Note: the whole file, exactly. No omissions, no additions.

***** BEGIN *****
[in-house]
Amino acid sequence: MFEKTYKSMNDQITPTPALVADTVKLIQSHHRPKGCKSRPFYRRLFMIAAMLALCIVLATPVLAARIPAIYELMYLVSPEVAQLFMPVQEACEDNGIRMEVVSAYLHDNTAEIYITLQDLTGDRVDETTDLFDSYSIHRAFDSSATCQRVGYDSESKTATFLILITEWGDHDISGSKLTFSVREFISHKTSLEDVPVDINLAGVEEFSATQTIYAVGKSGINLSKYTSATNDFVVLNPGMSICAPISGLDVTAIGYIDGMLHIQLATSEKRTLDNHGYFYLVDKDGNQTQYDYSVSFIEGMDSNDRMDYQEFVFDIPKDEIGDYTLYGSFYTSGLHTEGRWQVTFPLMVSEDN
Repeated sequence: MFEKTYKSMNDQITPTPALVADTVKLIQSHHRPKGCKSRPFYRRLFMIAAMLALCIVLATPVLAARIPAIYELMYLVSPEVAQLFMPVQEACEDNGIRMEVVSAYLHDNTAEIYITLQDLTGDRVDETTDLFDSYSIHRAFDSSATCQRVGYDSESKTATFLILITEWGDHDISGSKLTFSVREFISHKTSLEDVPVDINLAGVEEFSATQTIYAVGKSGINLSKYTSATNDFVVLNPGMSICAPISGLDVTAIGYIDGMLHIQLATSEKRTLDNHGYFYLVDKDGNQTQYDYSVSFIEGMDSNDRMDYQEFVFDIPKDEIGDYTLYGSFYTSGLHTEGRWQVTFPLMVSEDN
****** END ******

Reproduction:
[in-house]
Amino acid sequence: MFEKTYKSMNDQITPTPALVADTVKLIQSHHRPKGCKSRPFYRRLFMIAAMLALCIVLATPVLAARIPAIYELMYLVSPEVAQLFMPVQEACEDNGIRMEVVSAYLHDNTAEIYITLQDLTGDRVDETTDLFDSYSIHRAFDSSATCQRVGYDSESKTATFLILITEWGDHDISGSKLTFSVREFISHKTSLEDVPVDINLAGVEEFSATQTIYAVGKSGINLSKYTSATNDFVVLNPGMSICAPISGLDVTAIGYIDGMLHIQLATSEKRTLDNHGYFYLVDKDGNQTQYDYSVSFIEGMDSNDRMDYQEFVFDIPKDEIGDYTLYGSFYTSGLHTEGRWQVTFPLMVSEDN
Repeated sequence: MFEKTYKSMNDQITPTPALVADTVKLIQSHHRPKGCKSRPFYRRLFMIAAMLALCIVLATPVLAARIPAIYELMYLVSPEVAQLFMPVQEACEDNGIRMEVVSAYLHDNTAEIYITLQDLTGDRVDETTDLFDSYSIHRAFDSSATCQRVGYDSESKTATFLILITEWGDHDISGSKLTFSVREFISHKTSLEDVPVDINLAGVEEFSATQTIYAVGKSGINLSKYTSATNDFVVLNPGMSICAPISGLDVTAIGYIDGMLHIQLATSEKRTLDNHGYFYLVDKDGNQTQYDYSVSFIEGMDSNDRMDYQEFVFDIPKDEIGDYTLYGSFYTSGLHTEGRWQVTFPLMVSEDN